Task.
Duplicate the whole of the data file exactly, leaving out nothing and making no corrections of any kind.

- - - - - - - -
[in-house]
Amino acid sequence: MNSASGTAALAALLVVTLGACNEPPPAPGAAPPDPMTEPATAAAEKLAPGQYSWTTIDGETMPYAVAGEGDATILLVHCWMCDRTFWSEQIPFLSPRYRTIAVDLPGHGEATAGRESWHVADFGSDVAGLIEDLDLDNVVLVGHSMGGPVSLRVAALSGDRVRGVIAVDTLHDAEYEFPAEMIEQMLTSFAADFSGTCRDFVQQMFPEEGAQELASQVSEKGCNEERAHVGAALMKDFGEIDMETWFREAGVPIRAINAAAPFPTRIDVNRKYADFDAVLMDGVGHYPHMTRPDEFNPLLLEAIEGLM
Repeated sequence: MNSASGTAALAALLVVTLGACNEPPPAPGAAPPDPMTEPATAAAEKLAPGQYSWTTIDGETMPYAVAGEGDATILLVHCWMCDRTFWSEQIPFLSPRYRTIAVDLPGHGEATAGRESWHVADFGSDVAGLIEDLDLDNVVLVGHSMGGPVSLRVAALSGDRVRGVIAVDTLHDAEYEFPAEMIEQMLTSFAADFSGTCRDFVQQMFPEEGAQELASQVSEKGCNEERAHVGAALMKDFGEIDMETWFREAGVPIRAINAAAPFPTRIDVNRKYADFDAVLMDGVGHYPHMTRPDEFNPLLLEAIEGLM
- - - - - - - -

[in-house]
Amino acid sequence: MNSASGTAALAALLVVTLGACNEPPPAPGAAPPDPMTEPATAAAEKLAPGQYSWTTIDGETMPYAVAGEGDATILLVHCWMCDRTFWSEQIPFLSPRYRTIAVDLPGHGEATAGRESWHVADFGSDVAGLIEDLDLDNVVLVGHSMGGPVSLRVAALSGDRVRGVIAVDTLHDAEYEFPAEMIEQMLTSFAADFSGTCRDFVQQMFPEEGAQELASQVSEKGCNEERAHVGAALMKDFGEIDMETWFREAGVPIRAINAAAPFPTRIDVNRKYADFDAVLMDGVGHYPHMTRPDEFNPLLLEAIEGLM
Repeated sequence: MNSASGTAALAALLVVTLGACNEPPPAPGAAPPDPMTEPATAAAEKLAPGQYSWTTIDGETMPYAVAGEGDATILLVHCWMCDRTFWSEQIPFLSPRYRTIAVDLPGHGEATAGRESWHVADFGSDVAGLIEDLDLDNVVLVGHSMGGPVSLRVAALSGDRVRGVIAVDTLHDAEYEFPAEMIEQMLTSFAADFSGTCRDFVQQMFPEEGAQELASQVSEKGCNEERAHVGAALMKDFGEIDMETWFREAGVPIRAINAAAPFPTRIDVNRKYADFDAVLMDGVGHYPHMTRPDEFNPLLLEAIEGLM